Instead of looking at the support functions as being productive when they are fixing things, we need to look at them as being at their most productive when nothing is breaking, or at least nothing that negatively impacts business.

The support functions of IT are not there to boost their own profiles and justify their own existence; they are there to ensure the smooth operation of the entire organization. The smoother the operations are (fewer interruptions), the better job the IT organization as a whole—including support—is doing.

As the HappySignals Global IT Experience Benchmark Report tells us, 80% of the lost productive time end-users experience comes from 13% of IT incidents. Would it be unfair to say that the most productive use of IT's time (including those in support, who are closest to the end-users) is to reduce or even eliminate that 13%? Instead of measuring Productivity by the number and duration of contacts, what if we measure it by tracking the number of incidents prevented, problems solved, and the amount of knowledge curated and applied to help end-users find better ways to work, understand technology changes, and communicate better, without interruption?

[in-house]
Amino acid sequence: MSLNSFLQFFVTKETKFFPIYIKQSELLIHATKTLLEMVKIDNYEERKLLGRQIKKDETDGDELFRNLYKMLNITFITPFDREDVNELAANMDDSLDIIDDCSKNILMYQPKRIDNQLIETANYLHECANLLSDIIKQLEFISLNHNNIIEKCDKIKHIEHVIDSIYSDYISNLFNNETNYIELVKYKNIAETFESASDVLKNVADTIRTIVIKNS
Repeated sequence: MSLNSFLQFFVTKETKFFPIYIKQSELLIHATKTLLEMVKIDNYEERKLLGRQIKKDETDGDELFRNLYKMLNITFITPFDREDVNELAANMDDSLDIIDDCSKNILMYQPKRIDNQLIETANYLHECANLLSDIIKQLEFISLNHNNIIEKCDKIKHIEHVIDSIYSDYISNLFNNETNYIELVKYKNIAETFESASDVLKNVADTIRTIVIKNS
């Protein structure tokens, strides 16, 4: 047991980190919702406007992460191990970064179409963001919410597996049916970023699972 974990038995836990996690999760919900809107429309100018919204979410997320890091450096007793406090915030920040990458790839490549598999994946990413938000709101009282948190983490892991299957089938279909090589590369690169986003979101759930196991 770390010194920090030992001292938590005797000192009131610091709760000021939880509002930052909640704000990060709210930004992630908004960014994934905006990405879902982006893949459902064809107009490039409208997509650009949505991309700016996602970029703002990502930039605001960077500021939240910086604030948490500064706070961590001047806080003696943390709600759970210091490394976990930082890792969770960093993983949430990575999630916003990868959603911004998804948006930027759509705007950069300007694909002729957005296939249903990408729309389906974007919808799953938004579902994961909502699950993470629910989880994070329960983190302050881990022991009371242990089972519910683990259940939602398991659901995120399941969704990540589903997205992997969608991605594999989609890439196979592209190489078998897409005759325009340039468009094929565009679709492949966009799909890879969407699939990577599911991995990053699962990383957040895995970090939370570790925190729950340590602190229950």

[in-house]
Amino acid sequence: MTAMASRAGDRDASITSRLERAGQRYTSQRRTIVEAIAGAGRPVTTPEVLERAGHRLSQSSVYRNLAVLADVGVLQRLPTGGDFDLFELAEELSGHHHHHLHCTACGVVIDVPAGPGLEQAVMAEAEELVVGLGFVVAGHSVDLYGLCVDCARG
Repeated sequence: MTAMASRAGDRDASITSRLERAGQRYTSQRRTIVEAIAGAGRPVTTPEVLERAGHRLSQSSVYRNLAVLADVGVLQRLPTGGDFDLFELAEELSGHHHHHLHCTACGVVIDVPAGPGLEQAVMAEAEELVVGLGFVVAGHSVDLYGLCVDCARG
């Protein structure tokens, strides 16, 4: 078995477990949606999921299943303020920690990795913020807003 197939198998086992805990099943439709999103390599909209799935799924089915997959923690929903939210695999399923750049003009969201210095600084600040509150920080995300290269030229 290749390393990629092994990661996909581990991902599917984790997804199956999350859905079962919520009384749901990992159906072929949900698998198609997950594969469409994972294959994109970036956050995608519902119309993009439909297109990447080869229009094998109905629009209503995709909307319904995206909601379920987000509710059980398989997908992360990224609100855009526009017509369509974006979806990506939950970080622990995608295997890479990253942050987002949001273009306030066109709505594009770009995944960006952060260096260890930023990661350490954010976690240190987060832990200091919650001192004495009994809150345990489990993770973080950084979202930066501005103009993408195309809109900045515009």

How can we measure what didn't happen?

At first glance, it may seem impossible to measure nonexistent incidents, but we have the technology to assist us.

From TechTarget:

"IT incident management best practices continue past a resolution to include a thorough post-mortem to evaluate what went wrong, and how to prevent it in the future… how to lay the groundwork for an effective post-mortem process and report, which includes a detailed summary of the incident, a breakdown of the triggers that caused it, and recommendations to prevent the same issue from occurring in the future."